Insulate state-owned companies from political interference: Barbara Hogan
The government has to find a way to develop a best-practice document to help manage the relationship between the president and cabinet, and how they interact with state-owned companies.
These were the concluding remarks of former public enterprises minister Barbara Hogan on Wednesday to the commission of inquiry into state capture.
Hogan told the commission that having been put through a lot of pressure by then president Jacob Zuma, the ruling party and some of the alliance partners during her time in charge, she felt something had to be done to manage the interface between the executive and state-owned companies.
"(We should) establish once and for all what is the authority of the president? What is the authority of cabinet? What is the authority of the minister in relation to board appointments at state-owned enterprises? I could find no recognisable practice or understanding. It was a matter of legal opinion only that I could rely on. We have to set up a far better understanding of the powers and limits of authority in that regard," Hogan said.
Hogan has detailed over the past three days how Zuma constantly interfered in the running of SOCs. This included giving her instructions not to appoint anyone at Transnet until an internal disciplinary hearing into Siyabonga Gama’s conduct had been concluded. Gama was Zuma’s preferred candidate for the position of CEO.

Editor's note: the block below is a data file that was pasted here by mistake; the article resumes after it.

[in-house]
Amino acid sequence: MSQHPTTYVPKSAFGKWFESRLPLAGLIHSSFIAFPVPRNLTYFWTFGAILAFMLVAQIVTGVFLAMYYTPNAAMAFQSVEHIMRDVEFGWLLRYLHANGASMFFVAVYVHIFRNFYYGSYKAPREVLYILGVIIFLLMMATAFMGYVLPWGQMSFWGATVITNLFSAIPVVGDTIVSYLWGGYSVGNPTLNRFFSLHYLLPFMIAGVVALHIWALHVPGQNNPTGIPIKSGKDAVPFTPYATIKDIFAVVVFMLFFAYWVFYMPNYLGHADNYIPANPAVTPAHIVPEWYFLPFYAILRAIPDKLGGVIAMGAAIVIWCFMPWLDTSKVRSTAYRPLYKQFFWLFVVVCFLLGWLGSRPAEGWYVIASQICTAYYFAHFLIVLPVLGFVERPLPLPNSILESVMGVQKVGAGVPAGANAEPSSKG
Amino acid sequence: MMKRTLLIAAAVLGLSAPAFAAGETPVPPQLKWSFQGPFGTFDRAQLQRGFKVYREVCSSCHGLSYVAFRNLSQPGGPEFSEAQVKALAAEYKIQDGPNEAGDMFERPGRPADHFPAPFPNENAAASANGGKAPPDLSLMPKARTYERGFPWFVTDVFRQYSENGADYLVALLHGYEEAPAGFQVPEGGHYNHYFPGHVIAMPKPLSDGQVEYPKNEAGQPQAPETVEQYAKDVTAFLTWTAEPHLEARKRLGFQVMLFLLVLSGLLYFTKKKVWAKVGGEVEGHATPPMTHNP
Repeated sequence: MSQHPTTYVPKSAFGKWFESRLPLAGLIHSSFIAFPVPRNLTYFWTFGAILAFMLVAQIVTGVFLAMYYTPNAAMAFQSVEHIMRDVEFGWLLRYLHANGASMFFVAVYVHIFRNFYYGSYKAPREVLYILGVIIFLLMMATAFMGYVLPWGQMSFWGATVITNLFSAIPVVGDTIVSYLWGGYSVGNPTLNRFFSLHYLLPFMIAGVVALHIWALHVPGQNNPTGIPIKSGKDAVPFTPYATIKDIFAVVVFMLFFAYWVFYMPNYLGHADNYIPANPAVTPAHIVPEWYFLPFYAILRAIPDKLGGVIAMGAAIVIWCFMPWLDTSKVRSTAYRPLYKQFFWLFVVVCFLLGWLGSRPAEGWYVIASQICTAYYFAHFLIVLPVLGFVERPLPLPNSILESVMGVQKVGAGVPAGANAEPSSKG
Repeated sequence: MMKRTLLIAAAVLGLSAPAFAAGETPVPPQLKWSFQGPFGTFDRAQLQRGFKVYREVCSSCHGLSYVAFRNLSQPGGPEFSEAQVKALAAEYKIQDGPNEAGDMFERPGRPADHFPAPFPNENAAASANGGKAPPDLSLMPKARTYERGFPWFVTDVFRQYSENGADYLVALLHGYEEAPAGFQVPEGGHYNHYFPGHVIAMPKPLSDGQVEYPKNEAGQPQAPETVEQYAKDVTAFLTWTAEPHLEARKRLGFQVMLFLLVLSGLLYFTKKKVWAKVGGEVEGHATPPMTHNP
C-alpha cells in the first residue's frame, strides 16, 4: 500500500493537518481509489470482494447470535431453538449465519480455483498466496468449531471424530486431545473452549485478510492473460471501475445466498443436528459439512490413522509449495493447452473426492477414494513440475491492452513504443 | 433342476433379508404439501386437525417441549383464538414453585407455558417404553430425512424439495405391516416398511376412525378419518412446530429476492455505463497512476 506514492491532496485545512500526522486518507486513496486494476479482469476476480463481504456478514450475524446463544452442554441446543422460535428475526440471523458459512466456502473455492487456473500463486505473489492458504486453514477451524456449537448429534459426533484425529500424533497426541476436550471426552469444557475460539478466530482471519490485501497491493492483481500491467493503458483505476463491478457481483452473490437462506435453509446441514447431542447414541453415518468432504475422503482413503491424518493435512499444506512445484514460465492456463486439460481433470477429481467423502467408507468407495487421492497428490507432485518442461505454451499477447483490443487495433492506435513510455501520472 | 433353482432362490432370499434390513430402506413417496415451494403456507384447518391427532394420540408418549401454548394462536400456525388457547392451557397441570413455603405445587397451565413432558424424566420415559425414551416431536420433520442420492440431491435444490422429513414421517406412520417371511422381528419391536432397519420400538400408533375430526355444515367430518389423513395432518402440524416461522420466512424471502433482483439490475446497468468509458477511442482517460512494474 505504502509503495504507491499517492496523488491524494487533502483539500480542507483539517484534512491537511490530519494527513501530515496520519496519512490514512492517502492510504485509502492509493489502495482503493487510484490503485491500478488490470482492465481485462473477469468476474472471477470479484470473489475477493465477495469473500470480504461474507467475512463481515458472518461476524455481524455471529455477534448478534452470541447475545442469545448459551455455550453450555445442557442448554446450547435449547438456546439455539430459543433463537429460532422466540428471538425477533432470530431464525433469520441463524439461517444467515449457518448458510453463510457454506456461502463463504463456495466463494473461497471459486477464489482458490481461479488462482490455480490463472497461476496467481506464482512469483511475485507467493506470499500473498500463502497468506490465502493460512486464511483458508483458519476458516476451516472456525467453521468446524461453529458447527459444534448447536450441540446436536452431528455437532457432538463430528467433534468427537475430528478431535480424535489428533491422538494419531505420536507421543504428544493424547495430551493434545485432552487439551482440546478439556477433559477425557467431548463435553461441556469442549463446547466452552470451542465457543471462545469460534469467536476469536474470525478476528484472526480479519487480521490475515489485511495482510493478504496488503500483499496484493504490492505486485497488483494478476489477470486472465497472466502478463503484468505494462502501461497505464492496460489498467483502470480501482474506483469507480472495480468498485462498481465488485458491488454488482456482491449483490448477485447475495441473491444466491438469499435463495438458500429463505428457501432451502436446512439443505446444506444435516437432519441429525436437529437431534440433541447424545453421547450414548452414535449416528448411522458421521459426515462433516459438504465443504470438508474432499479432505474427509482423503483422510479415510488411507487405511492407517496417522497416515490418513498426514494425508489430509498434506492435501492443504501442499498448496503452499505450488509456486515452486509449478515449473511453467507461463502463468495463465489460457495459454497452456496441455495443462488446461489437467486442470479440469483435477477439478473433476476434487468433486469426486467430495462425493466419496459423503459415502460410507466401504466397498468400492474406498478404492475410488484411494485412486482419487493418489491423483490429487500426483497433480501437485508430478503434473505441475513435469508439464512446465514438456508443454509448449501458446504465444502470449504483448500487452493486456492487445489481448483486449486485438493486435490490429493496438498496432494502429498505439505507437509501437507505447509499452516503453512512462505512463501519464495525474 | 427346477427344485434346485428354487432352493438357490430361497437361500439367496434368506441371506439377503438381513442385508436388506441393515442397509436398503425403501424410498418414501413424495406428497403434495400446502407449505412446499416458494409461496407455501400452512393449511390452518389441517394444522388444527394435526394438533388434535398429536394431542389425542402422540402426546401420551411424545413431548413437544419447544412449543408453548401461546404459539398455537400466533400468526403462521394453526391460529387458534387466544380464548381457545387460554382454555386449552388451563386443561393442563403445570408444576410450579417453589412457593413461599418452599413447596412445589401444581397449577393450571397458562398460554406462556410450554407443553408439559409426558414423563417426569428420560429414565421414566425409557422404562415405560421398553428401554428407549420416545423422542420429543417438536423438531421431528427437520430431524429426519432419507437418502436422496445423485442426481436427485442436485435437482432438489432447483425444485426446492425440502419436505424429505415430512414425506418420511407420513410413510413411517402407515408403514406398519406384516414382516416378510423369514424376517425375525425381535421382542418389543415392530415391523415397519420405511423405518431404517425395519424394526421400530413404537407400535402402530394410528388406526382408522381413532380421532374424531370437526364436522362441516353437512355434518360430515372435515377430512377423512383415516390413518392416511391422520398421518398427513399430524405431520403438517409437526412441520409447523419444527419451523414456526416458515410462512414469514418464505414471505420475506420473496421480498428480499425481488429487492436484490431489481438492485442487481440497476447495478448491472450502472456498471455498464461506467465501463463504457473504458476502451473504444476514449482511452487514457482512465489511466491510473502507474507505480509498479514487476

She also told the commission how Zuma had effectively stripped her of key functions, instructing her not to interfere in the governance of SOCs until a commission of inquiry he had appointed to probe their functioning had reported back to him.
She said there needed to be a common understanding as to what was expected of all parties and how the performance of the boards of SOCs should be assessed.
"We need to research ways and also ask assistance regarding the ways that boards can evaluate themselves and the way that a minister, or whoever is a shareholder, monitors the performance of the boards and the performance of the companies," Hogan said.
She added that the government needed to look at who was best placed to play a role as a shareholder in SOCs.
"The insulation from political interference is extremely important. International literature mentions that one of the greatest risks that state-owned enterprises face is political interference in the execution of their duties," Hogan concluded.